How can the universe have multiple dimensions?

BEIJING, Feb. 27 (Xinhua) — According tomedia reports, many scientists hope to use string theory to explain everything in the universe. String theory holds that all the forces in the universe, all the particles, all the constants, and all the objects are under the same physical structure, and that everything we see is the product of countless tiny, constantly vibrating “strings”. Theorists have been studying string theory since the 1960s. They soon realized that if string theory was to be established, there must be more than four dimensions in the universe that we are accustomed to. This may sound crazy, but there is some basis for it.

How can the universe have multiple dimensions?

Dimension Disaster

In string theory, rings made of vibrating strings are represented by a variety of particles (e.g. electrons, quarks, neutrinos, etc.) and carriers of natural forces (photons, gluons, glitrils, etc.). This is achieved by the vibration of the string. These strings are extremely small and look like a point to us, but each string vibrates in a variety of modes, just as a guitar string can pop up multiple notes.

Scientists believe that each pattern of vibration is related to a specific class of particles. So all strings that vibrate in one mode may appear as electrons, and all strings that vibrate in another mode are like photons… and so on. From the point of view of string theory, the particle collision we see is actually a lot of stringfusion and re-splitting process.

But for this theory to be true, it is not enough that there are only four dimensions in the universe, because normal space-time does not provide enough vibrational “space” for strings, making them unable to express themselves as all the particles in the world. In other words, these strings not only twist, but also “super-dimensional” twists.

The current string theory requires a total of 10 dimensions, in addition to a bolder set of string theory (called M theory), a total of 11 dimensions. But looking at the universe, we can only see three spatial dimensions and one time dimension. If there were more than four dimensions in the universe, we must have noticed it.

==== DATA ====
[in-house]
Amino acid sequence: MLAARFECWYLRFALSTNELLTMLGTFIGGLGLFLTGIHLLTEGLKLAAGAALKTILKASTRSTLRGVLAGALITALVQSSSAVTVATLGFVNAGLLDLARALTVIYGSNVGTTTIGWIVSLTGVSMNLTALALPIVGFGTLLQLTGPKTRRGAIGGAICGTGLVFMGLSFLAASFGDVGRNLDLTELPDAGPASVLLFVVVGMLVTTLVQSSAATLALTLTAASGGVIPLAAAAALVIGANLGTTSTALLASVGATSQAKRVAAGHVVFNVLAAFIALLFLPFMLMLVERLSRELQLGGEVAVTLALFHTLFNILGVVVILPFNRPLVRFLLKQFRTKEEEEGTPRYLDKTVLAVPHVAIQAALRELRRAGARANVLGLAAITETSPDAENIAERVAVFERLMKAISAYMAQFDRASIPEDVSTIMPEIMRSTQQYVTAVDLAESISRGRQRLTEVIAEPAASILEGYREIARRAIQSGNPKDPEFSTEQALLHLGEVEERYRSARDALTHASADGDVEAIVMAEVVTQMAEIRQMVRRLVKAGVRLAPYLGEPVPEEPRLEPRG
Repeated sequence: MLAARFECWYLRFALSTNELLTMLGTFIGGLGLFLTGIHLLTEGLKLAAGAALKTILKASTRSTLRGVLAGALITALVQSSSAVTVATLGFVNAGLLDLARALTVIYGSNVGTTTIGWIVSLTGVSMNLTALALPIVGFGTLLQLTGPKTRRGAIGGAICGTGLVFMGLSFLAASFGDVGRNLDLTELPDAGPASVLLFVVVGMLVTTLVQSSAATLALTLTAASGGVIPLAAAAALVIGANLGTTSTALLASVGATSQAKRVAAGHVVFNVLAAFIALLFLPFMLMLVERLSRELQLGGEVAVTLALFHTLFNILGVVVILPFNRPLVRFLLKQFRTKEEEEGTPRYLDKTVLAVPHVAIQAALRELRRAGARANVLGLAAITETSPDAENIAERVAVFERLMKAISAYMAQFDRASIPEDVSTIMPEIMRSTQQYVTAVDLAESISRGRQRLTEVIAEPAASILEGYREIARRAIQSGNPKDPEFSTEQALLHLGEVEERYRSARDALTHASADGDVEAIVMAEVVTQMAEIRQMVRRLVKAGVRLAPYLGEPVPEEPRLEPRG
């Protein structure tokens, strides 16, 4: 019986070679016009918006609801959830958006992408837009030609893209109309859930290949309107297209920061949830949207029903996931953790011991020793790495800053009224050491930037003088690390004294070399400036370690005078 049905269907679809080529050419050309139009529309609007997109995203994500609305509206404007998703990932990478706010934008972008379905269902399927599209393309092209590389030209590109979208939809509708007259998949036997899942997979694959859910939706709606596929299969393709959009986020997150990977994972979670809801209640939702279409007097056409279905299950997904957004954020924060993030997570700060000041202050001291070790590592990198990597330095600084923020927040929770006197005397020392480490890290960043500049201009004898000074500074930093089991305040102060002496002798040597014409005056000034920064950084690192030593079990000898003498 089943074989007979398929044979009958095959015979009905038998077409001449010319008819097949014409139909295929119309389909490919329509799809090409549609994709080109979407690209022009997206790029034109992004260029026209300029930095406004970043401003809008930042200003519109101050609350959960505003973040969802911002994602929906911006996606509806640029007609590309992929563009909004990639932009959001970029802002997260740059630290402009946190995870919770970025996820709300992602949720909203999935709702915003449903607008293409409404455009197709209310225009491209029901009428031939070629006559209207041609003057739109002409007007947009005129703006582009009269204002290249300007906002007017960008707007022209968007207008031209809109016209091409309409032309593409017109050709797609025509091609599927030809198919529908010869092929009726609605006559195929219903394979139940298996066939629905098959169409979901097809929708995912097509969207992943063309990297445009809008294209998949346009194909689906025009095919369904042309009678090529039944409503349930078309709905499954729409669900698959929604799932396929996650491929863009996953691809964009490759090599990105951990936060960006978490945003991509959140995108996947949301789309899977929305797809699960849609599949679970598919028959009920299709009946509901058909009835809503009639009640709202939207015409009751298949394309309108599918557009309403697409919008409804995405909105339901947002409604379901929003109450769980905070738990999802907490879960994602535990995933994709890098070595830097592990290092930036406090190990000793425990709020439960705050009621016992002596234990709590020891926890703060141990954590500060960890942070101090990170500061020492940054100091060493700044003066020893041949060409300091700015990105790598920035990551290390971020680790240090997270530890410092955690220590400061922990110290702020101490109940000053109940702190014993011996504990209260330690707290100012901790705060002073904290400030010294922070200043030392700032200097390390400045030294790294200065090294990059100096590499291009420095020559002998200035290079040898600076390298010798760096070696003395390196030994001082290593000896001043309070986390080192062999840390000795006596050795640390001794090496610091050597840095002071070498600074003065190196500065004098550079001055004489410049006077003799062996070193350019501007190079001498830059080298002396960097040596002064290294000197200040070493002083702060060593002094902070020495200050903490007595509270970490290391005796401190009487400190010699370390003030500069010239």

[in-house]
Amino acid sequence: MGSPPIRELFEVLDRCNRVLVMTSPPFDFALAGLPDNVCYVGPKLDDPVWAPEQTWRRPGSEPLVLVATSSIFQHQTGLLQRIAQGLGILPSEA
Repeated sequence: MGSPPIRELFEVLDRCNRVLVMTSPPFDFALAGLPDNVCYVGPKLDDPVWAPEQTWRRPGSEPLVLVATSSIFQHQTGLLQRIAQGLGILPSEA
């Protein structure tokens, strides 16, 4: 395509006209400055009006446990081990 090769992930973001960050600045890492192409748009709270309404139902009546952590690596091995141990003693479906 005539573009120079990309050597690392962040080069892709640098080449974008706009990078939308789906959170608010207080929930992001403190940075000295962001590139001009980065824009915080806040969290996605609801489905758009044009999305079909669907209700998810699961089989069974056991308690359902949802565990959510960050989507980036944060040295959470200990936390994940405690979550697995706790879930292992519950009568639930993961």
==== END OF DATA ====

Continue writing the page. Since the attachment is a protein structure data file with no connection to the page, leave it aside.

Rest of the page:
The question comes, on the one hand, string theory requires that there are many dimensions in the universe, on the other hand, we can only experience four dimensions in the universe, how can these two contradictions achieve harmony and unity?

Curl and compression

The concept of string theory may seem extreme, but fortunately in history there are predecessors that can be traced back.

In 1919, shortly after Einstein had just published General Relativity, the mathematician and physicist Theodor Kaluza studied the equations of general relativity out of pure interest. And when he added the fifth dimension to the equation, something interesting happened — in fact, nothing happened, and the relativistic equation was not affected by the dimension.

But Kaluza made some changes to the fifth dimension, making it curl up around itself and becoming “cylindrical”. Coupled with this new requirement, Karuza made a new discovery: in addition to the general relativity equations under the four common dimensions, he also derived the expression equations of electromagnetic forces. In this way, it seems possible to achieve greater unity in physics by increasing the number of dimensions in the universe.

In hindsight, this idea is a little overblown. But decades later, a physicist named Oskar Klein tried to interpret Karuza’s theory from the perspective of quantum mechanics. He found that if there was a fifth latitude, and the dimension was somewhat related to electromagnetic forces, the dimension would have to curl up (consistent with Karuza’s original idea), but at a much smaller scale, at 10-35 meters.

Numerous flow forms of string theory

If this (or these) extra dimensions are really small, they cannot be noticed, and even high-energy experiments cannot detect their existence directly. And if these dimensions are curled, every time we move in four-dimensional space, it’s the equivalent of turning hundreds of billions of circles around these extra dimensions.

The string theory of the string is in these dimensions.

Using further mathematics, scientists found that the other six spatial dimensions required for string theory had to be curled into a specific type of shape, the so-called Calabi-Yau manifolds. But string theory allows for far more than one stream, but as many as 102 million. Thus, if the six dimensions were to curl up as they pleased, they would be “all-encompassing”.

There are many ways to curl these extra dimensions, and each configuration affects how the chords inside the dimension vibrate. Since the way strings vibrate determines their performance in the macro world, each flow shape produces a unique universe, each with its own set of physical laws.

Therefore, only one flow shape creates the world we live in. But which one is it?

Unfortunately, string theory can’t tell us the answer for the time being. The trouble is that the problem of string theory has not been completely solved. We have only a varied approach to the truth, hoping to uncover the truth. But for now, we don’t know how correct our conclusions are. From specific flow shapes, to specific string vibrations, to the physical laws of the universe, we lack the mathematical techniques to solve this long list of problems.

In response, string theorists have come up with the concept of “landscape”, a multiverse consisting of a universe derived from various streams. On this “topographic map”, our universe is just one of many small dots.

And the same is true of the current state of string theory, which is unknowing. (Leaf)